16. Krief S, Martin M-T, Grellier P, Kasenene J, Sevenet T (2004) Novel antimalarial compounds isolated in a survey of self-medicative behavior of wild chimpanzees in Uganda. Antimicrob Agents Chemother 48:3196–3199PubMedCrossRefGoogle Scholar
  17. Krief S, Huffman MA, Sevenet T, Hladik CM, Grellier P, Loiseau PM, Wrangham RW (2006) Bioactive properties of plants species ingested by chimpanzees (Pan troglodytes schweinfurthii) in the Kibale National Park, Uganda. Am J Primatol 68:51–71PubMedCrossRefGoogle Scholar
  18. Krishnamani R, Mahaney WC (2000) Geophagy among primates: adaptive significance and ecological consequences. Anim Behav 59:899–915PubMedCrossRefGoogle Scholar
  19. Lambert JE (1998) Primate digestion: interactions among anatomy, physiology, and feeding ecology. Evol Anthropol 7:8–20CrossRefGoogle Scholar
  20. Laufer B (1930) Geophagy. Publication 280, Anthropological Series, vol. 18. Field Museum of Natural History, Chicago, pp 99–198Google Scholar
  21. Luoba AI (2005) Earth-eating and reinfection with intestinal helminths among pregnant and lactating women in Western Kenya. Trop Med Int Health 10:220–227PubMedCrossRefGoogle Scholar
  22. Mahaney WC, Hancock RGV, Inoue M (1993) Geochemistry and clay mineralogy of soils eaten by Japanese macaques. Primates 34:85–91CrossRefGoogle Scholar
  23. Mahaney WC, Aufreiter S, Hancock RGV (1995) Mountain gorilla geophagy: possible strategy for dealing with effects of dietary changes. Int J Primatol 16:475–488CrossRefGoogle Scholar
  24. Mahaney WC, Milner MW, Sanmugadas K, Hancock RGV, Aufreiter S, Wrangham RW, Pier HW (1997) Analysis of geophagy soils in Kibale Forest, Uganda. Primates 38:159–176CrossRefGoogle Scholar
  25. Mahaney WC, Milner MW, Aufreiter S, Hancock RGV, Wrangham R, Campbell S (2005) Soils consumed by chimpanzees of the Kanyawara community in the Kibale Forest, Uganda. Int J Primatol 26:1375–1398CrossRefGoogle Scholar
  26. Mnason T, Reynold V, Huffman MA, Pebsworth P, Mahaney WC, Milner M, Waddell A, Dirszowsky R, Hancock GV (2006) Geophagy in chimpanzees (Pan troglodytes schweinfurthii) of the Budongo forest reserve, Uganda. In: Notman H, Reynolds V, Paterson J (eds) Primates of Western Uganda. Springer, New York, pp 135–152Google Scholar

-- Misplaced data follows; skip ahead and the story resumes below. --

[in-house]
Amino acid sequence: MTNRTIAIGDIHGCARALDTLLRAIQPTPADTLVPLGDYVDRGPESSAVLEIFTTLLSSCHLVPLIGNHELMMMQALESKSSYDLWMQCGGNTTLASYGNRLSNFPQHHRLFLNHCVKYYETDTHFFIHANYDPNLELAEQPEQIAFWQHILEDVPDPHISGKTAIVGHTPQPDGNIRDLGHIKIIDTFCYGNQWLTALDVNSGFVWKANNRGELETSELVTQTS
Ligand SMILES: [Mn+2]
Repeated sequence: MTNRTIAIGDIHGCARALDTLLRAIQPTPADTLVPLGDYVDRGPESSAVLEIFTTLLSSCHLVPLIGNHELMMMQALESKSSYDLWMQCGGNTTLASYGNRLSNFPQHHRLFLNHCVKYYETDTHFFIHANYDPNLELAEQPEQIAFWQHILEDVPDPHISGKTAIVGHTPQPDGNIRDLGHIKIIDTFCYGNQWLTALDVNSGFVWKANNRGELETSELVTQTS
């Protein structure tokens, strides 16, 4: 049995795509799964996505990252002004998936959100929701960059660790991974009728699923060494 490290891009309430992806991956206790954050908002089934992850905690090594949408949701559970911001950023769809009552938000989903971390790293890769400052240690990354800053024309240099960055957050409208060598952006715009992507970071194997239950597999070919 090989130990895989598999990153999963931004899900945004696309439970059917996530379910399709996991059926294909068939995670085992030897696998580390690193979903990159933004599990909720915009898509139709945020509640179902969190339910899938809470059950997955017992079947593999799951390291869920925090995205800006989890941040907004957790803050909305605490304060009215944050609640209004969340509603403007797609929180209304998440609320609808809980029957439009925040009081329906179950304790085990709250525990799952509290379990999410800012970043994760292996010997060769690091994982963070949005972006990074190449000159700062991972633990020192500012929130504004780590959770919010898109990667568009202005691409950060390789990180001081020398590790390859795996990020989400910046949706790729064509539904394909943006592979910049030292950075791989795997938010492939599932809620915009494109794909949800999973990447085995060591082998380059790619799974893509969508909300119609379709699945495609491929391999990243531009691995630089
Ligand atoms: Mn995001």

27. Moore DM, Reynolds RC (1989) X-ray diffraction and the identification and analysis of clay minerals. Oxford University Press, OxfordGoogle Scholar
  28. National Research Council (1978) Nutrient requirements of non-human primates. National Academy, Washington, DCGoogle Scholar
  29. Nicolosi RJ, Hunt RD (1979) Dietary allowances for nutrients in nonhuman primates. In: Hayes KC (ed) Primates in nutritional research. Academic, New YorkGoogle Scholar
  30. Oates JF (1978) Water-plant and soil consumption by guereza monkeys (Colobus guereza): a relationship with mineral and toxins in the diet? Biotropica 10:241–253CrossRefGoogle Scholar
  31. Parkhurst RM, Thomas DW, Skinner WA, Cary LW (1973) Molluscicidal saponins of Phytolacca dodecandra: oleanoglycotoxin-A. Phytochemistry 12:1437–1442CrossRefGoogle Scholar
  32. Pharmacopée Européenne (2005) Direction Européenne de la Qualité du Médicament, 5th edn. Conseil de l’Europe, Strasbourg, FranceGoogle Scholar
  33. Reid RM (1992) Cultural and medical perspectives on geophagia. Med Anthropol 33:337–351Google Scholar
  34. Rode KD, Chapman CA, Chapman LJ, Mcdowell LR (2003) Mineral resource availability and consumption by colobus in Kibale National Park, Uganda. Int J Primatol 24:541–573CrossRefGoogle Scholar
  35. The United States Pharmacopeia-National Formulary (USP-NF) (2004) The Official compendia standards, 27th revision. Port City Press, BaltimoreGoogle Scholar
  36. Toft JD (1986) The pathoparasitology of non-human primates: a review. In: Benirshke K (ed) Primates: the road to self-sustaining population. Springer, New York, pp 571–679Google Scholar
  37. Vermeer DE (1971) Geophagy among the Ewe of Ghana. Ethnology 10:56–72CrossRefGoogle Scholar
  38. Vermeer DE, Ferrell RE Jr (1985) Nigerian geophagical clay: a traditional anti-diarrhoeal pharmaceutical. Science 227:634–636PubMedCrossRefGoogle Scholar
  39. Villalba J, Provenza FD, Shaw R (2006) Sheep self-medicate when challenged with illness-induced food. Anim Behav 71:1131–1139CrossRefGoogle Scholar
  40. Wakibara JV, Huffman MA, Wink M, Reich S, Aufreiter S, Hancock RGV, Sodhi R, Mahaney WC, Russel S (2001) The adaptive significance of geophagy for Japanese macaques (Macaca fuscata) at Arashiyama, Japan. Int J Primatol 22(3):495–520CrossRefGoogle Scholar
  41. Wiley AS, Katz SH (1998) Geophagy in pregnancy: a test of hypothesis. Curr Anthropol 39:532–545CrossRefGoogle Scholar
  42. Ziegler JL (1997) Geophagy: a vestige of palaeonutrition? Trop Med Int Health 2:609–611PubMedCrossRefGoogle Scholar

Copyright information

© Springer-Verlag 2007

Authors and Affiliations

  • Noémie Klein
    • 1
  • François Fröhlich
    • 2
  • Sabrina Krief
    • 1
    Email author
  1. 1.Département Hommes, Natures, Sociétés, Eco-anthropologie et Ethnobiologie, USM 0104Muséum National d’Histoire NaturelleParis Cedex 5France
  2. 2.Département de Préhistoire, CNRS UMR 5198, Centre de Spectroscopie Infrarouge, Musée de l’HommeMuséum National d’Histoire NaturelleParisFrance

Personalised recommendations